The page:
Can English and Welsh Lasting Powers of Attorney be used in other countries?
Posted on 18th December 2019
A question that our Lasting Power of Attorney solicitors in Lancaster are being asked more and more often, is whether they can use their Lasting Powers of Attorney in other countries. For example, if our Lasting Power of Attorney clients decide to move to Scotland, they want to know whether they need to go through the process of making LPAs again.
Well, depending which country you’re trying to use the documents in, will depend on whether they are valid legal documents.
Whilst our team aren’t going to go through all 195 countries (or there and there abouts), we will clarify the question with the most common countries that we are asked about.
Until the introduction of The Capacity and Self-Determination (Jersey) Law 2016, which came into effect on 1st October 2018, residents of Jersey did not have the rights under the Law to make a Power of Attorney which would remain effective even if they lost capacity.
Now, under the new Law, any LPA created under the Law of the UK, Guernsey and the Isle of Man are expressly recognised and capable of registration in Jersey.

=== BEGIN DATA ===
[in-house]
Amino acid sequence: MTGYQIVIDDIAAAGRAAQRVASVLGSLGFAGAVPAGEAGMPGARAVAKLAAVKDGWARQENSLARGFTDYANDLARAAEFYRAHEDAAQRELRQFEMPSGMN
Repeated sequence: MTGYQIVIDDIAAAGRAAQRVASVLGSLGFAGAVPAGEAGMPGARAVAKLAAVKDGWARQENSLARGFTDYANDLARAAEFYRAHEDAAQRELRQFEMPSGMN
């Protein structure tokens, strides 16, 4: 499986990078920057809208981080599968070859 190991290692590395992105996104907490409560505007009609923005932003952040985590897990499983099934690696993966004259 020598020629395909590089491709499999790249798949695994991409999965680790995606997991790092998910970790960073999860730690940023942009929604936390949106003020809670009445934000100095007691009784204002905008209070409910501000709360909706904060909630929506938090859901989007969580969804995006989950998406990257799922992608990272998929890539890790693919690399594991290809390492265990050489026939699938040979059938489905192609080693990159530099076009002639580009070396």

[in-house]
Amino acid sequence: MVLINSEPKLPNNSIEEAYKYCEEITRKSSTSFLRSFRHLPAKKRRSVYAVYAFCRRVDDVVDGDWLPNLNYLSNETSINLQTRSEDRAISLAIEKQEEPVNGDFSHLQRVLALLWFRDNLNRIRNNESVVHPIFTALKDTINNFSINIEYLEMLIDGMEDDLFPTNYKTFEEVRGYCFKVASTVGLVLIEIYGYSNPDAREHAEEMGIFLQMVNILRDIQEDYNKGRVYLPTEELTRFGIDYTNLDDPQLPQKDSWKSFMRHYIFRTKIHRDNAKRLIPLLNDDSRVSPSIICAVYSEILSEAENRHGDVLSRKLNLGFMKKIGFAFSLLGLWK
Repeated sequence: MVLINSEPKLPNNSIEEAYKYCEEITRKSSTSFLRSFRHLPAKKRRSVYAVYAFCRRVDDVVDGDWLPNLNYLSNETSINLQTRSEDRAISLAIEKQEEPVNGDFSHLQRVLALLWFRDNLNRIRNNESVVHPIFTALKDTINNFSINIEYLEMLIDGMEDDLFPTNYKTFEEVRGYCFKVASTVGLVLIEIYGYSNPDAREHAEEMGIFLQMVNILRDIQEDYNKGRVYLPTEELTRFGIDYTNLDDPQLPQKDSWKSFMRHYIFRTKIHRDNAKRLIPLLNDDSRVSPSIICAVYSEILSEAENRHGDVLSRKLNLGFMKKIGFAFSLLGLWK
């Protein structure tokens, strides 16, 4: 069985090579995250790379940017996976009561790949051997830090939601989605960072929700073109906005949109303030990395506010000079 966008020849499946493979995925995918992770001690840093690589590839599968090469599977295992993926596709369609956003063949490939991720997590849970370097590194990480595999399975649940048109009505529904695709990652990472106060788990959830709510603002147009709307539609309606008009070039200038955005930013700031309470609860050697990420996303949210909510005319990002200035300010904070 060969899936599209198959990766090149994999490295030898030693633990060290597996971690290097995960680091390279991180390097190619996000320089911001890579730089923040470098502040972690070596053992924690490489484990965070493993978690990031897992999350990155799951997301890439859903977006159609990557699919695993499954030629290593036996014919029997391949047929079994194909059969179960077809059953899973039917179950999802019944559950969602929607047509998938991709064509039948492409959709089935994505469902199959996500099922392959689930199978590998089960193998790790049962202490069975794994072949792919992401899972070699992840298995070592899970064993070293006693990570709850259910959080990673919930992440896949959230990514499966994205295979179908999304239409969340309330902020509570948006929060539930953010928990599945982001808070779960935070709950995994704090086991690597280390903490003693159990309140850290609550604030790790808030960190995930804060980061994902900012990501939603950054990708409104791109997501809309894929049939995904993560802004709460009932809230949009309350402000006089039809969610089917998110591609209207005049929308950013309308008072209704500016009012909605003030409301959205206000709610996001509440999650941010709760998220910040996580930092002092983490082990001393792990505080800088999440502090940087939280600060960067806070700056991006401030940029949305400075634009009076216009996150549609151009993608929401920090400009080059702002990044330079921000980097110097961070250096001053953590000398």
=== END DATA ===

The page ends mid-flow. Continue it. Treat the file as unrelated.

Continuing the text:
There is, unfortunately, no official recognition of LPAs made in England and Wales under Scottish Law.
However, the Scottish Courts and Tribunals Service have issued an official Certificate, which can be placed with an English or Welsh LPA, which states that the interpretation of the Adults with Incapacity (Scotland) Act 2000, suggests that a non-Scottish Power of Attorney is automatically valid in Scotland.
This means that you should be able to use your English or Welsh LPA in Scotland, if you decide to move there. However, you may wish to seek advice from a Scottish Lawyer, as to whether they would advise you to make a new LPA.
Under The Hague Convention XXXV of 13th January 2000 on the International Protection of Adults, there should be mutual recognition of LPAs or foreign equivalents between countries which are party to the Convention. This can be achieved by way of a certificate of mutual recognition.
Sadly, the convention has only currently been ratified by Scotland, out of the countries of the United Kingdom, and therefore you cannot use this certificate on your English and Welsh LPA.
However, in some circumstances, your English LPA may be recognised by some French organisations. Alternatively, you may decide to have a copy of your LPA translated into French, and notarised by a notary public in France.
As with Scotland, it’s best to seek the advice of a lawyer in France to check the validity of your LPA.
For assistance with drafting your LPAs for use in England and Wales, contact our Lasting Power of Attorney solicitors in Lancaster on 01524 581 306 or email email@example.com.
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